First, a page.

When pandemic hit, I was staring into the zoom screen at my mentor and our group, trying to make sense of the right next move.
We were posed a challenge in the mastermind. Bring a 10-year plan into existence in one year. With this challenge, I now had a focus as the world was checking out and freaking out, I had something to build that was bigger than myself. I also LOVE a challenge.
My brain didn’t go to business. I drew a one-woman musical. Large stage. grand piano. Full house. I drew it on paper faster than my hands could write. I looked down at the paper and my eyes welled with tears. A fire that I hadn’t felt in a long time stoked inside me and then I and said,
“Oh Shit?!... HOW? WHAT? HUH?!”I don’t know the first thing about any of this. I’m known for my strategic business brain. The 2 best-selling books I’ve written. The international stages I’ve spoken on and audiences I’ve served."
Imposter syndrome, the thought that you only have success by luck or chance, stared to enter into my head before I even wrote one word on the page.
“I don’t belong in this world,”
That snarky little bitch in my brain started to act up. I looked at that declaration, I made a promise. I wouldn’t disrespect myself by not going for it. I wouldn’t take myself out before I even started. There are plenty of people in your life who are more than happy to disrespect you, to tell you what you can and can’t have, can and can’t do, who you can and can’t be. That you’re too big, small, loud, quiet, shy, fierce, sensitive. That you’re not enough. I wasn’t going to do it to myself.
As a kid and even into my adulthood. I’d morph myself into whatever everyone else wanted me to be, to keep the peace and to not be a target to survive.
There was so much internal and external work to do to bring this story to life and to be in a healed place to tell it and I took it on with a smile and a whole lot of tears.
Elizabeth Gilbert in her book Big Magic talks about how,
"Ideas are disembodied, energetic life forms driven by an impulse to manifest, searching for available and willing human partners to collaborate with."
This idea of a one-woman play was paying me a visit, but it wasn’t so foreign. As a kid I’d write stories, and sing, and make up dances with my friends on the school yard. I’d ask my mom if I could join musical theatre, she said no. I pleaded for a few months, and then I gave up. So here it was. This idea came swirling back to me as I turned 40. Elizabeth Gilbert states that the idea will move onto someone else if we don’t take it. Maybe I wasn’t an imposter after all. Now I just had to run the miles.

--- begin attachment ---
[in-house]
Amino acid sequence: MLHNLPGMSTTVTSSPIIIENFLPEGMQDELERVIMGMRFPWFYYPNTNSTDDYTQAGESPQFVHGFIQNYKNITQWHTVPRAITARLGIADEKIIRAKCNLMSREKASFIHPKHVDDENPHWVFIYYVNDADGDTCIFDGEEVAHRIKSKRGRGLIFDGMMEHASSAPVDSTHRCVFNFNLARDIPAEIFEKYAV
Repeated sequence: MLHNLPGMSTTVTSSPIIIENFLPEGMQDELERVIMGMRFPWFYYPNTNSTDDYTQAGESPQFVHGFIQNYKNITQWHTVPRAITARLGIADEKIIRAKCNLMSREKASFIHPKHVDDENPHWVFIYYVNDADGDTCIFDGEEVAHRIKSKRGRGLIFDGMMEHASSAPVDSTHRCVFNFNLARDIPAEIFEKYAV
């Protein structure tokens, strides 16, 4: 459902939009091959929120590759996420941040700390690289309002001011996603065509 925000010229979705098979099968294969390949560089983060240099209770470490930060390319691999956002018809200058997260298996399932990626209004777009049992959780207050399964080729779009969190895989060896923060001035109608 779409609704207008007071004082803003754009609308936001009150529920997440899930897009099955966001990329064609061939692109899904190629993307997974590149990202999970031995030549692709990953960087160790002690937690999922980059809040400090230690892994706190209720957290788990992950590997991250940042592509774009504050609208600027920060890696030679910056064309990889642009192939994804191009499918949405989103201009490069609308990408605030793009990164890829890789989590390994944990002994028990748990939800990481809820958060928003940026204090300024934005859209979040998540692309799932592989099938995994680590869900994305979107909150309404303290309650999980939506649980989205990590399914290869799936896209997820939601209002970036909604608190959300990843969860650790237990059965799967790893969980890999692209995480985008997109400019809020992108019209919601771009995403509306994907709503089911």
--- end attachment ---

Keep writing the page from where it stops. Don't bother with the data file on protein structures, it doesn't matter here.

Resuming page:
I started talking about this dream and this goal in my communities.
Who knows playwrights, songwriters, solo theatre coaches? I talked to 3 playwrights. No one would ghost write this play for me.
Then I met a woman who’s produced over 100 solo theatre shows. She told me that her and her team walk you through every aspect of the show from creating characters, to putting together the mosaic pieces of the script, to blocking, and staging, tech, and rehearsal and world premiere. She encouraged me to start watching solo theatre and pick what I like and what I didn’t like, and to think about what dramatic question my show was going to answer. I wrote
“How do you love all of yourself? How do you see yourself, not for your accomplishments, or accolades, but for essence of who you are?”
Then with her help and friends, I found a director, choreographer, songwriter, lighting and sound designer, makeup artist and theatre owner in my world. I had the team and the dream.
My songwriter is a multi- platinum composer. When he said yes to take me on, I knew I wasn’t just doing this. I was doing this with a team of excellence! I had a team to captain, and these were all A players!